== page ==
Lifescapes Gallery

29 / Aug / 2012
The Day of the Jackal
Jackal, Coorg Photograph: Sudhir Shivaram Story: Rajesh Ramaswamy

The Day of the Jackal

Bibliophiles and cinema buffs have long known ‘The Jackal’ as a furtive killer whose presence is felt only after he’s gone, leaving in his wake, a dead body or two (the real Jackal, though, doesn’t believe in leaving dead bodies behind, as we shall see). One doesn’t know if, Carlos the Jackal, the most famously elusive political assassin of them all, was named after the animal, or earned the label after Forsythe’s bestseller insinuated the name into the consciousness of a world coming to grips with this new animal called terrorism. Whatever the case, Jackals are past masters of the night, being one with the shadows as they hunt. Again, unlike Carlos, they aren’t too particular about doing the job themselves: they are only too content to claim for their own, what others have hunted down (this ‘charming’ trait must, we’re sure, remind readers of the many jackals prowling the corporate world). Non-discriminative scavengers, they eat anything that they find: from snakes, insects, and birds, to berries, fruit and grass. When they tire of scavenging, they hit the road in pairs or small packs to hunt down goats and sheep, or even the odd deer. They can keep up a fast trot for hours on end and communicate through their trademark yipping (an example of giving those poor deer a bad case of the yips?) before using the combination of stamina and stealth to bring down their target. While they’ve had a bad rep for millennia-typified by how the jackal-headed Egyptian god, Annubis, is tasked with the job of guiding the dead to their judgement-they are among the few mammalian species that are loyal to their mates for life, and are exemplary parents who love and nurture their children. But then, these aren’t the traits that’ll endear them to the next generation of Forsythe or Ludlum readers, are they?

We at Orange County have loved sharing this story with you, and shall bring you one every fortnight, as part of our Responsible Tourism Initiatives to raise awareness about the nature and culture of the environments we operate in.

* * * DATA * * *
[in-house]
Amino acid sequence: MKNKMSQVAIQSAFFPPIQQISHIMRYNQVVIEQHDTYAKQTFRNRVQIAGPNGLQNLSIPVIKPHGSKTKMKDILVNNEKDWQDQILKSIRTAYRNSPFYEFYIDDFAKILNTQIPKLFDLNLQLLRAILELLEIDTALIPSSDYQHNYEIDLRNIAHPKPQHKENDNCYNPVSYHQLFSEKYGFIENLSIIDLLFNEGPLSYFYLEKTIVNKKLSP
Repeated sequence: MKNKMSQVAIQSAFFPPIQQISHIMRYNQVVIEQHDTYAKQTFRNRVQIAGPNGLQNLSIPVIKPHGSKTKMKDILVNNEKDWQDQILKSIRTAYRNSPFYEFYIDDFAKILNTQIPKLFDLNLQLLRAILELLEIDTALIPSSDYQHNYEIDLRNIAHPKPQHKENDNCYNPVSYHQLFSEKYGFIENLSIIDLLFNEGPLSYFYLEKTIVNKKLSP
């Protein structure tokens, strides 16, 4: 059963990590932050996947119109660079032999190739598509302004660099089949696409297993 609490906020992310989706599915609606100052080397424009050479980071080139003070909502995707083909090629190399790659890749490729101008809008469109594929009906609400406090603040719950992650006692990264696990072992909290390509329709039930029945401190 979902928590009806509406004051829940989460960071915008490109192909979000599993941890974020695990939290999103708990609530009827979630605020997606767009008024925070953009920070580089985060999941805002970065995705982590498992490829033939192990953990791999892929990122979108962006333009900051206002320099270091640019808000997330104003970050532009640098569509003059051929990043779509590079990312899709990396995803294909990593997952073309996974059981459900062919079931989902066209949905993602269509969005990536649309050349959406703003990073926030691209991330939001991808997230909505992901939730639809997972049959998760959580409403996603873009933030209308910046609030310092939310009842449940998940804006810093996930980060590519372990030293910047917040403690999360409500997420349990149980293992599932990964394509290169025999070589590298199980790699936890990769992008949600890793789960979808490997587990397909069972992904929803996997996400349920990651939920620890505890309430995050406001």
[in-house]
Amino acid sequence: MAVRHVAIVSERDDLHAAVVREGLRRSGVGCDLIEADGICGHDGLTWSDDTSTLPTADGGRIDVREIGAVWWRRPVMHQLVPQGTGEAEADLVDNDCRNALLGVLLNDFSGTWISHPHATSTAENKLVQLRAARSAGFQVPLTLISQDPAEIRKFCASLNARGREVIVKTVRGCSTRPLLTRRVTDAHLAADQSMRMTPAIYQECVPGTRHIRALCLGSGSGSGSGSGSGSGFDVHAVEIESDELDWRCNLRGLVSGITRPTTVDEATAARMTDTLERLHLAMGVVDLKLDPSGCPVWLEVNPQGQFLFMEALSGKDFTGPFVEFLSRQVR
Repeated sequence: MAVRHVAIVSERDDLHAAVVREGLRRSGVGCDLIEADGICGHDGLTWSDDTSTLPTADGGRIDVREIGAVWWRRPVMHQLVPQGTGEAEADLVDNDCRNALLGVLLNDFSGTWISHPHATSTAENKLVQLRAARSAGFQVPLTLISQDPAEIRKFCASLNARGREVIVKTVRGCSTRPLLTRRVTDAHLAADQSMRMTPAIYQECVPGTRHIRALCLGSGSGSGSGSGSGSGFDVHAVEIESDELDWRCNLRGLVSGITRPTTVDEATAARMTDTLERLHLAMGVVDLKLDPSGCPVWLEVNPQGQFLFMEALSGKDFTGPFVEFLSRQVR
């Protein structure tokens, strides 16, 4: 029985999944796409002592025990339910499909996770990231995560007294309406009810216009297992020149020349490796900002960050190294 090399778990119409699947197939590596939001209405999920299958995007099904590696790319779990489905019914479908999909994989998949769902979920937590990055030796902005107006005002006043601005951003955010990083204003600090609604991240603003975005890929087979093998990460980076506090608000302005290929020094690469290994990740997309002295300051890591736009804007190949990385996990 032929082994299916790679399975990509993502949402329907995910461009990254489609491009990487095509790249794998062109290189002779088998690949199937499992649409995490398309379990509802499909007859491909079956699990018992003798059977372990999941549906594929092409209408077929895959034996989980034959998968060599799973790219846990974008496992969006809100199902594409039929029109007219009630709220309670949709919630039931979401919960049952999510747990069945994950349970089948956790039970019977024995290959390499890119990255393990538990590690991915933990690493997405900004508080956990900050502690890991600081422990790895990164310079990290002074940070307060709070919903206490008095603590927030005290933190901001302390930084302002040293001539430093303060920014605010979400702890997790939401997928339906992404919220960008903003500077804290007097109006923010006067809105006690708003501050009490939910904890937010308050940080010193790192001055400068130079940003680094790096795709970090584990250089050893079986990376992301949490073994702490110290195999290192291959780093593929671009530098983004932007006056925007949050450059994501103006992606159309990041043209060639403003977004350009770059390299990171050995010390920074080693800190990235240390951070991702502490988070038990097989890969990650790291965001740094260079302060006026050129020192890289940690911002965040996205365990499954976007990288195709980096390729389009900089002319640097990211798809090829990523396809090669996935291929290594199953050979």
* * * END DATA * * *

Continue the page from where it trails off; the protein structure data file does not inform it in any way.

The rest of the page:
Tags: , , ,

This entry was posted on Wednesday, August 29th, 2012 at 6:12 am and is filed under Coorg, Mammals . You can follow any responses to this entry through the RSS 2.0 feed. You can leave a response, or trackback from your own site.

Post a facebook comment
Post a blog comment

 (Required)

 (will not be published, but required)

User Comments
  1. Anu says:

    will with skill will fill

  2. Anita Swain says:

    Cunning jackal photographed brilliantly. Looks as though it’s jumping to glory! Never knew jackals were such loyal family mates & loving parents. Now that was an eye-opener.

  3. Anita Swain says:

    Jackal Raj

  4. Anthony Rebello says:

    That was a good read and laugh!

  5. Ritu Gupta says:

    Excellent story, I really enjoyed reading it. Thanks for the mail. Keep in touch.

    • Rajesh Ramaswamy says:

      We certainly will Ritu…every fortnight, through the pages of Lifescapes. But if you enjoyed reading it so much, you’ll enjoy ‘living’ it even more. Do drop in for a few days at Coorg or Kabini:-)

  6. Achayya says:

    Fantastic shot! I’ve been around these parts a great deal of time but have seen nothing but shadows or a pair of glowing eyes… great work indeed

  7. Stephen B says:

    Hey that was a nice write up!

  8. Narayanan Raju says:

    I enjoy reading the writeup as much as the photography. This particular piece really amused me. An excellent writeup matched by an equally excellent snap. Congratulations to the author as well as the photographer.

  • Lifescapes Gallery
  • Contributors
  • Archives
  • Categories
Responsibile Tourism Initiatives
Orange County
© Orange County Resorts & Hotels Ltd. All rights reserved.